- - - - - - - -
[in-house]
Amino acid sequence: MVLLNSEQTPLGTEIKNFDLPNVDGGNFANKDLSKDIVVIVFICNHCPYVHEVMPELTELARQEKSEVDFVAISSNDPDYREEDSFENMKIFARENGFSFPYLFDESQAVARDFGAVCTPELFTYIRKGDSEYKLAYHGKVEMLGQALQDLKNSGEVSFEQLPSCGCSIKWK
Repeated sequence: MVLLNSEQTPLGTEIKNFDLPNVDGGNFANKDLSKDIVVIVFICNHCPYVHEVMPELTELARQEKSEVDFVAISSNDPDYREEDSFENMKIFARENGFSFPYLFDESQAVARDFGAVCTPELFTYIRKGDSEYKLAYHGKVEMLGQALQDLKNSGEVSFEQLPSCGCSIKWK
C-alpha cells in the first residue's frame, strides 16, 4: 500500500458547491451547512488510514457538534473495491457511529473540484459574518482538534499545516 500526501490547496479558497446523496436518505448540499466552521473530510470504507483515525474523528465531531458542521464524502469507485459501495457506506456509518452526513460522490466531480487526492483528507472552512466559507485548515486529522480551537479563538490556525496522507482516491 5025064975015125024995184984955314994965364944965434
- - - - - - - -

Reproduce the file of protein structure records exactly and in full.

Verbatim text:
[in-house]
Amino acid sequence: MVLLNSEQTPLGTEIKNFDLPNVDGGNFANKDLSKDIVVIVFICNHCPYVHEVMPELTELARQEKSEVDFVAISSNDPDYREEDSFENMKIFARENGFSFPYLFDESQAVARDFGAVCTPELFTYIRKGDSEYKLAYHGKVEMLGQALQDLKNSGEVSFEQLPSCGCSIKWK
Repeated sequence: MVLLNSEQTPLGTEIKNFDLPNVDGGNFANKDLSKDIVVIVFICNHCPYVHEVMPELTELARQEKSEVDFVAISSNDPDYREEDSFENMKIFARENGFSFPYLFDESQAVARDFGAVCTPELFTYIRKGDSEYKLAYHGKVEMLGQALQDLKNSGEVSFEQLPSCGCSIKWK
C-alpha cells in the first residue's frame, strides 16, 4: 500500500458547491451547512488510514457538534473495491457511529473540484459574518482538534499545516 500526501490547496479558497446523496436518505448540499466552521473530510470504507483515525474523528465531531458542521464524502469507485459501495457506506456509518452526513460522490466531480487526492483528507472552512466559507485548515486529522480551537479563538490556525496522507482516491 5025064975015125024995184984955314994965364944965434